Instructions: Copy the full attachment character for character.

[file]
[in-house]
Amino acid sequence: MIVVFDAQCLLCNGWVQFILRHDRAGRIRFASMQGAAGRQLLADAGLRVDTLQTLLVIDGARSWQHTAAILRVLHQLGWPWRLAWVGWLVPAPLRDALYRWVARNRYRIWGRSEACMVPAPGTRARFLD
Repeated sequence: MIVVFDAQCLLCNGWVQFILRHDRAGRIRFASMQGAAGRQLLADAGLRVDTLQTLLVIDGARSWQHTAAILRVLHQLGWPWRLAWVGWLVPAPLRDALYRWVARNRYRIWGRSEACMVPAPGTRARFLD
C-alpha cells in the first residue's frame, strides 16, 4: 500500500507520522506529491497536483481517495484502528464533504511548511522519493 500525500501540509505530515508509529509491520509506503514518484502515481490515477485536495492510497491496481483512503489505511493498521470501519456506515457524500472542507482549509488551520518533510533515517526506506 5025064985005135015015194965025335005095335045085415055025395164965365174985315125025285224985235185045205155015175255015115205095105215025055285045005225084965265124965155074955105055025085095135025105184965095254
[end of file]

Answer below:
[in-house]
Amino acid sequence: MIVVFDAQCLLCNGWVQFILRHDRAGRIRFASMQGAAGRQLLADAGLRVDTLQTLLVIDGARSWQHTAAILRVLHQLGWPWRLAWVGWLVPAPLRDALYRWVARNRYRIWGRSEACMVPAPGTRARFLD
Repeated sequence: MIVVFDAQCLLCNGWVQFILRHDRAGRIRFASMQGAAGRQLLADAGLRVDTLQTLLVIDGARSWQHTAAILRVLHQLGWPWRLAWVGWLVPAPLRDALYRWVARNRYRIWGRSEACMVPAPGTRARFLD
C-alpha cells in the first residue's frame, strides 16, 4: 500500500507520522506529491497536483481517495484502528464533504511548511522519493 500525500501540509505530515508509529509491520509506503514518484502515481490515477485536495492510497491496481483512503489505511493498521470501519456506515457524500472542507482549509488551520518533510533515517526506506 5025064985005135015015194965025335005095335045085415055025395164965365174985315125025285224985235185045205155015175255015115205095105215025055285045005225084965265124965155074955105055025085095135025105184965095254